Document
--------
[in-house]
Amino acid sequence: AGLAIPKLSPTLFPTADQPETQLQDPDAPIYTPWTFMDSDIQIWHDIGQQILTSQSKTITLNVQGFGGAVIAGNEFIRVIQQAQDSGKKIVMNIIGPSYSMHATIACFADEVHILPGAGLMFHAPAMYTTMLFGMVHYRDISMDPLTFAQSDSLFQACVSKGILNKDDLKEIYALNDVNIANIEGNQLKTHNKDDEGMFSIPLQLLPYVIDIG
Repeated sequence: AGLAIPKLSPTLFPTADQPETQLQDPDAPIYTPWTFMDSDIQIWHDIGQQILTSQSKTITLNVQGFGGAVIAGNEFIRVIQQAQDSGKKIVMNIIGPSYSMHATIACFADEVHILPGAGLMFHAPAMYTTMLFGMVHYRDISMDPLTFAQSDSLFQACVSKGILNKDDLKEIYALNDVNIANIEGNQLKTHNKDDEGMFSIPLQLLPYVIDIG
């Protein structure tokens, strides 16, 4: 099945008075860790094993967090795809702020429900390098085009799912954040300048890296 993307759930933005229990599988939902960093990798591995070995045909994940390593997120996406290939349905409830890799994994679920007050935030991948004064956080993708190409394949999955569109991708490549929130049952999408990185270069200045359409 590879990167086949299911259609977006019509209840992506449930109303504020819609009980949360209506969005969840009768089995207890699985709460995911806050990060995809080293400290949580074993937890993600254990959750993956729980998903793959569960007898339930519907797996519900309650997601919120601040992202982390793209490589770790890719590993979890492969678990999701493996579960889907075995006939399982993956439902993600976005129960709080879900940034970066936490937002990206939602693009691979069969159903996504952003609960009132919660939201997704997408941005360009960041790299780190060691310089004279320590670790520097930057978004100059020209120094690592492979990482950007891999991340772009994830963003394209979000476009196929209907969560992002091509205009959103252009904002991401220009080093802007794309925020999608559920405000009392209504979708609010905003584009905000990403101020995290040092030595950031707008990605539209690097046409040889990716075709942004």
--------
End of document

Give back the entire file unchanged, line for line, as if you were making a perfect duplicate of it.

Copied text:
[in-house]
Amino acid sequence: AGLAIPKLSPTLFPTADQPETQLQDPDAPIYTPWTFMDSDIQIWHDIGQQILTSQSKTITLNVQGFGGAVIAGNEFIRVIQQAQDSGKKIVMNIIGPSYSMHATIACFADEVHILPGAGLMFHAPAMYTTMLFGMVHYRDISMDPLTFAQSDSLFQACVSKGILNKDDLKEIYALNDVNIANIEGNQLKTHNKDDEGMFSIPLQLLPYVIDIG
Repeated sequence: AGLAIPKLSPTLFPTADQPETQLQDPDAPIYTPWTFMDSDIQIWHDIGQQILTSQSKTITLNVQGFGGAVIAGNEFIRVIQQAQDSGKKIVMNIIGPSYSMHATIACFADEVHILPGAGLMFHAPAMYTTMLFGMVHYRDISMDPLTFAQSDSLFQACVSKGILNKDDLKEIYALNDVNIANIEGNQLKTHNKDDEGMFSIPLQLLPYVIDIG
């Protein structure tokens, strides 16, 4: 099945008075860790094993967090795809702020429900390098085009799912954040300048890296 993307759930933005229990599988939902960093990798591995070995045909994940390593997120996406290939349905409830890799994994679920007050935030991948004064956080993708190409394949999955569109991708490549929130049952999408990185270069200045359409 590879990167086949299911259609977006019509209840992506449930109303504020819609009980949360209506969005969840009768089995207890699985709460995911806050990060995809080293400290949580074993937890993600254990959750993956729980998903793959569960007898339930519907797996519900309650997601919120601040992202982390793209490589770790890719590993979890492969678990999701493996579960889907075995006939399982993956439902993600976005129960709080879900940034970066936490937002990206939602693009691979069969159903996504952003609960009132919660939201997704997408941005360009960041790299780190060691310089004279320590670790520097930057978004100059020209120094690592492979990482950007891999991340772009994830963003394209979000476009196929209907969560992002091509205009959103252009904002991401220009080093802007794309925020999608559920405000009392209504979708609010905003584009905000990403101020995290040092030595950031707008990605539209690097046409040889990716075709942004």